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Aiwen Chen

CMU Neuroscience Major Researches Mindfulness Meditation

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Peter Kerwin
University Communications & Marketing

Aiwen Chen remembers the stress of studying for the college entrance exam as a high school student in China, and the impact it had on her and her friends.

"That's why I'm very interested in stress management, because a lot of my friends were in this same, extremely stressful situation, and a lot of them were having mental health issues," Chen said. "It becomes such a heavy burden."

Chen, a Carnegie Mellon University junior with a major in neuroscience(opens in new window) and an additional major in philosophy(opens in new window) in the Dietrich College of Humanities and Social Sciences(opens in new window), was the recipient of a Summer Undergraduate Research Fellowship(opens in new window) (SURF) award that allowed her to conduct research on the effects of mindfulness meditation on stress levels. She was part of a team working to determine the correct dosage of meditation a person needs for optimal results. 

Her research was based on the “Monitor and Acceptance” theory of mindfulness training, which posits that people can be trained to achieve a state of mindfulness in meditation by learning how to experience and better monitor the present moment, with an attitude of acceptance. Participants in the research took 20-minute lessons daily for 14 days. 

Aiwen Chen

Aiwen Chen in The Mindfulness Room(opens in new window) at Carnegie Mellon.

Her somewhat unusual combination of majors was possible because CMU encourages interdisciplinary learning. "It's like multiple programs or multiple displays intertwine with each other," Chen said. It was this encouragement to study across fields that helped Chen decide on philosophy as her additional major because she said it complements the work she does in her neuroscience major.

"I'm super interested in the brain, how it works and how the physiology of the brain impacts psychological effects in humans," she said. "I'm very interested in the problems of mind and body and how philosophers approach those questions."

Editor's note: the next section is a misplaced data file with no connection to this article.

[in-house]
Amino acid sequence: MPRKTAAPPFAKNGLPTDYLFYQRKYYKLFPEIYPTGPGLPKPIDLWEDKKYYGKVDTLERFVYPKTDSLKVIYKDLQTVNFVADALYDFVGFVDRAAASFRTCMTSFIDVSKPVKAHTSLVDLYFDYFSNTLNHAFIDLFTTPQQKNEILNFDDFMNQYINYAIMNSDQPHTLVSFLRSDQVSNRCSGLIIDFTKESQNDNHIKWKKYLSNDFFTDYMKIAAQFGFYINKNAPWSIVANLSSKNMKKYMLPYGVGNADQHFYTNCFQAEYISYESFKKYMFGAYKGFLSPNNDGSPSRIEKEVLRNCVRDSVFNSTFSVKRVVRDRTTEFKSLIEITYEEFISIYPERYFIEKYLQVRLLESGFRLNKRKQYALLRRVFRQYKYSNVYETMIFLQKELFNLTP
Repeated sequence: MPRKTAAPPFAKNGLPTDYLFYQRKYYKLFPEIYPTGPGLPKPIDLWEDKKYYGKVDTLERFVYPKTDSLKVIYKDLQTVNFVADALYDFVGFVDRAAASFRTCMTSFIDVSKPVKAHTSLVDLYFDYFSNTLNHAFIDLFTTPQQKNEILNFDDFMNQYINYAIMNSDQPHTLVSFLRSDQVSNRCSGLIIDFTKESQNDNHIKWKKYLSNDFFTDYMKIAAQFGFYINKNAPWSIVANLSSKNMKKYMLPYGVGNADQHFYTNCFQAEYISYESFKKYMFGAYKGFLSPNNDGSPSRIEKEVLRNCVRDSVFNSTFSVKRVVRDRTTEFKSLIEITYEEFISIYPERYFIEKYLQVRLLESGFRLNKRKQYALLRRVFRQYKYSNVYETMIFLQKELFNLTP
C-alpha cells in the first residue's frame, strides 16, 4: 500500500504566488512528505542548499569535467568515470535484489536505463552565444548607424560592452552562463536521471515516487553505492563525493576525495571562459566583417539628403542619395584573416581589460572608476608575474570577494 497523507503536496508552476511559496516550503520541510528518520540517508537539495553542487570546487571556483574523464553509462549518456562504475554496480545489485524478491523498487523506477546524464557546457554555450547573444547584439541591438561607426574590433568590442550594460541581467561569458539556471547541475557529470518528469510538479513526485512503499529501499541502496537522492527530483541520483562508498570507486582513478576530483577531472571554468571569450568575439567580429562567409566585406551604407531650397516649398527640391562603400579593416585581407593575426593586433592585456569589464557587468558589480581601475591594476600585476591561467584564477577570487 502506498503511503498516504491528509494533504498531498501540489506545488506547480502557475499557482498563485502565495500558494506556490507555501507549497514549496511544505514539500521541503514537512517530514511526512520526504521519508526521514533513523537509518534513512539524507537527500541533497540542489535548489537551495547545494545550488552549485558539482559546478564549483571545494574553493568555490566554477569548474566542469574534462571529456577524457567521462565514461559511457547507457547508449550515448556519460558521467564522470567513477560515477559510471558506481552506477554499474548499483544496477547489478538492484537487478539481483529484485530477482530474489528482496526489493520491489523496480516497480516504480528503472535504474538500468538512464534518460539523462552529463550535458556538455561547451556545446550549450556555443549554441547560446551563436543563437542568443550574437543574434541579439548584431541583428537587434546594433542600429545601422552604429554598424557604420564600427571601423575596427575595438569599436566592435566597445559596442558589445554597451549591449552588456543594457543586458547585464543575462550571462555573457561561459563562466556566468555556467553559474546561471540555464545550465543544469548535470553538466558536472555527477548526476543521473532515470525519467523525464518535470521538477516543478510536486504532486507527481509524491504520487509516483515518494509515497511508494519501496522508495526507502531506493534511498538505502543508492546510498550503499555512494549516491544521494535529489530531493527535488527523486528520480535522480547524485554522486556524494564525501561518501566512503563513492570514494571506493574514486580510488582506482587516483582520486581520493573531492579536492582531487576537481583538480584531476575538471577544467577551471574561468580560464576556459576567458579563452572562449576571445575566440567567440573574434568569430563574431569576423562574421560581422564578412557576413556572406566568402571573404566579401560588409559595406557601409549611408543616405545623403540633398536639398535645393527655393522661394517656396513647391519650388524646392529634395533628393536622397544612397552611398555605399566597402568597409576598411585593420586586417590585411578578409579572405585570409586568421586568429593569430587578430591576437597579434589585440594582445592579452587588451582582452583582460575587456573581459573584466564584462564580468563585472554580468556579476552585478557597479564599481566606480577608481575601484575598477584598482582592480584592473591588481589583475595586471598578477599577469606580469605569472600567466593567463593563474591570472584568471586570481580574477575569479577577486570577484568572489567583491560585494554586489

Chen said the SURF award allowed her to get hands-on experience, the kind she was hoping for when she decided to attend CMU. "I really wanted to know how research is conducted, the whole process of doing research from scratch," she said. 

Her graduate student mentor, Asal Yunusova, helped her learn how to tackle problems and improve her study management and communication skills. Yunusova said that Chen showed great initiative and thought like a research scientist.

J. David Creswell,(opens in new window) the William S. Dietrich II Professor in Psychology, worked with Chen to come up with her core project design of assigning study participants to either zero, seven or 14-day programs, to examine the stress tolerance outcomes. 

“Aiwen has been building some really innovative research focused on answering just how much meditation training dose is needed for benefits, which is a largely unanswered question in the field. It has been a lot of fun for me to collaborate with her on this work,” Creswell said. 

“Aiwen was very detail-oriented and thoughtful when conducting her research project,” Yusunova said. “And she worked very diligently putting together on the various experiment scripts and survey measures that we would be administering, and was very diligent with recruiting and running in-person sessions.”

Aiwen said she’s still trying to decide what she wants to do after she completes her undergraduate study. She is considering possibly going to medical school to be a psychiatrist, or enter a graduate program for clinical psychology to be a therapist. 

“I want to work in mental health,” she said, “to best help people relieve the pain of their mental health issues.”

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